Colters' Lady

By: Maya Banks
Chapter One


Seth Colter walked into the soup kitchen and was greeted by a chorus of hellos from several police officers from his precinct.

“Hey man, I didn’t think you were going to make it,” Craig Sumner called.

Seth cracked a smile, surprised at how glad he was to see the guys he’d worked with for the past few years. “I said I would be here.”

“How are you feeling?” Rob Morgan asked as he slapped Seth on the back.

“Better,” Seth acknowledged, and for the first time in weeks, he realized it was the truth. He did feel better. He’d been sleeping easier lately, and his dreams weren’t so littered with the images of a faceless gunman and the exploding pain of a bullet tearing through his shoulder.

“Hey, that’s great. You’ll be back before you know it,” Craig said.

Seth nodded. Yeah, he’d be back. He hated being away from the job. He hated being away from the camaraderie of his fellow cops. For the first while, he’d sequestered himself in his house, refusing visitors.

He hadn’t wanted their pity. He’d resented the hell out of the fact that they were still on the job and he was stuck in his house popping pain pills and hoping he regained the use of his arm.

“What do you want me to do?” Seth asked.

Craig threw him an apron. “Get behind the serving line. We open for lunch in fifteen minutes. And hurry. Margie runs a tight ship.”

“I heard that.”

Seth turned to see a small, gray-haired lady standing behind him, her green eyes bathed in warmth.

“Hello, Seth.” She stepped forward and pulled him into a hug. “It’s so good to see you again. Are you taking care of yourself?”

She patted him on the cheek for good measure, and he smiled as he returned her embrace.

“I’m good, Margie. How about yourself?”

“Oh, I’m the same as ever. Busy. Just how I like it. Now you better get to your station before I open the doors. Looks like we have a lot of folks lined up to eat today.”

“Yes, ma’am,” he said with a grin.

“See?” Craig said. “She’s a complete slave driver.”

Feeling lighter than he had in a while, Seth tied on the white chef’s apron and walked behind the buffet to stand in front of the baked chicken.


“Smells good, Margie. Who did you harangue into catering for you this time?” Seth asked.

She grinned. “I called in a favor. Or two.”

He laughed. Margie Walker was simply good people. She was a surrogate mother to many, but beneath the good-as-gold exterior lay a hard-driving woman who didn’t think twice about leaning on people to help her causes. Her pet project was Margie’s Place. Simply named, but it was appropriate. Every day, rain or shine, she opened her doors to the homeless, and she always had enough food to feed as many as filtered through her doors. No one was entirely sure how she managed it, but she always did.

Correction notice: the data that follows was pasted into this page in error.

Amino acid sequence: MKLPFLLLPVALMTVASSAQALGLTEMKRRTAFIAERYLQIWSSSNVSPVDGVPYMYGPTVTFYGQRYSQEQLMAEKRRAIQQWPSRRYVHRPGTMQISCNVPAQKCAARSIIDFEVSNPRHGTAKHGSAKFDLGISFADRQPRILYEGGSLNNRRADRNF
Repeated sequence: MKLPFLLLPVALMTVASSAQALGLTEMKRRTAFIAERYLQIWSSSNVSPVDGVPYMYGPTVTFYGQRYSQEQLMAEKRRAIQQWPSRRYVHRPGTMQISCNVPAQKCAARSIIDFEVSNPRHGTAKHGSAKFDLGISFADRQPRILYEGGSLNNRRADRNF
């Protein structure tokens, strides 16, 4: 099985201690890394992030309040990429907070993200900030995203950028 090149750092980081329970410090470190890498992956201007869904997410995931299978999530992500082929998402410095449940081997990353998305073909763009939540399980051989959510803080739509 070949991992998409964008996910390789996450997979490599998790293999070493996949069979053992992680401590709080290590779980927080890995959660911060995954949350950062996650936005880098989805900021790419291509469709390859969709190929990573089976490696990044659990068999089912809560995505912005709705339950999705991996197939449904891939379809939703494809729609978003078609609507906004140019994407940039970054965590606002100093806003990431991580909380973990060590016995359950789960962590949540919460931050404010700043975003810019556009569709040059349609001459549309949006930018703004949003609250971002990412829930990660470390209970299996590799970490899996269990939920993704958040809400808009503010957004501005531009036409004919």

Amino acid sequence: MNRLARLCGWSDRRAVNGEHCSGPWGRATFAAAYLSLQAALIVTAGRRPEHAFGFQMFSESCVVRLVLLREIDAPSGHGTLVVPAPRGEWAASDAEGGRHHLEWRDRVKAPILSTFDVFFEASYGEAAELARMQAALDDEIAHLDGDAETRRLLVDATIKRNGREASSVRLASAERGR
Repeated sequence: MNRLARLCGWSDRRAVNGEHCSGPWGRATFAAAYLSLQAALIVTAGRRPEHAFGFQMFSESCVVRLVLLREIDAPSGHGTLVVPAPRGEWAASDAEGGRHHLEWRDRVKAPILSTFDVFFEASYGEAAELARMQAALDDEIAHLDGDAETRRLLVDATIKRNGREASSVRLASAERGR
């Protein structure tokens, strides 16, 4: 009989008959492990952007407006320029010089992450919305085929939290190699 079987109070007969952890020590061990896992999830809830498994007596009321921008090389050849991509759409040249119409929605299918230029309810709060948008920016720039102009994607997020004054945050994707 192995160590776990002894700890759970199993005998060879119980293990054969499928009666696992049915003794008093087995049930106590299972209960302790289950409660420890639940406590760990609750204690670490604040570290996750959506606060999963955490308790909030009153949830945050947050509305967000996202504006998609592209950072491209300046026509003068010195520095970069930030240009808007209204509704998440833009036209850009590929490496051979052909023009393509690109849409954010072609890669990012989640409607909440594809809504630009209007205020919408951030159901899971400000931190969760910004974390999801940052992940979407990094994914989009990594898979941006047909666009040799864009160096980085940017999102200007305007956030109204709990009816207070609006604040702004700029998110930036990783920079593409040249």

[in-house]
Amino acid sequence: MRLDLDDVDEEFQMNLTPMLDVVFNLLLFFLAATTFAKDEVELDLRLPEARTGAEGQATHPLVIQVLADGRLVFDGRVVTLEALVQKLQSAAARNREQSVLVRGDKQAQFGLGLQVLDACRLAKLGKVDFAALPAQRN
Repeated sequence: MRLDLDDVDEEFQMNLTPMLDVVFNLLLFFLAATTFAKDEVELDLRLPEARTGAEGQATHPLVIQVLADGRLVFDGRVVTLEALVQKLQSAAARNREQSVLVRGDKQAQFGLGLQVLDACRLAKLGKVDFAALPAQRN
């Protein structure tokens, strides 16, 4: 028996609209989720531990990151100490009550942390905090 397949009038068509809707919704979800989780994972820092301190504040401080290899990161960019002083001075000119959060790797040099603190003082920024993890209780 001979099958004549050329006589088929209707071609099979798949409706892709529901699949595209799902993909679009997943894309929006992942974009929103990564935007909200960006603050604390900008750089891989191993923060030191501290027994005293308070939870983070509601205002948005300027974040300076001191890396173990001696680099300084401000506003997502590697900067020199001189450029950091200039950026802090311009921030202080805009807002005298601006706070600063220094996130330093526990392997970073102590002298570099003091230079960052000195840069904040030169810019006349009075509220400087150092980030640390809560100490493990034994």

His precinct routinely volunteered and they worked in shifts. Seth and five others came in once a month to serve, although for him it had been three months since he’d last been in.

“Okay guys, I’m opening up,” Margie called as she walked over to the doors.

For the next two hours, a steady stream of people came through the line. Workers from the kitchen brought out more food as soon as the trays emptied, and the guys dished it up.

The flow had dwindled when Seth looked up to see the most startling pair of blue eyes he’d ever seen in his life. In the process of extending the pair of tongs with a piece of chicken, he stared in shock at the woman standing in front of him, small hands gripped tightly around the lunch tray.

There was something infinitely fragile about her and equally arresting. His gut tightened, and for a moment he forgot to breathe. Or maybe he was unable to.

Dressed in a shabby, worn sweater and a pair of jeans so faded they were nearly white, the woman stared back at him, wispy midnight curls escaping the knit cap she wore.

She was beautiful. And haunting. Her gaze looked wounded and faint smudges rimmed her eyes. A fierce surge of protectiveness welled up inside him, baffling him.

Her fingers tightened around the tray, and she started to move forward without the chicken he still held in the air like an idiot. He thrust it forward onto her plate.

Then she smiled, and it took what little breath he had left and squeezed it painfully from his lungs.

“Thank you,” she said sweetly.

She moved down the line as a man moved into the spot where she’d stood and looked expectantly at Seth. Still staring after the woman, Seth slapped the next piece of chicken on the man’s tray and wondered what the hell had just happened here.

He watched as she sat away from the others, finding a corner where there were only two chairs at a tiny table that looked out a window.

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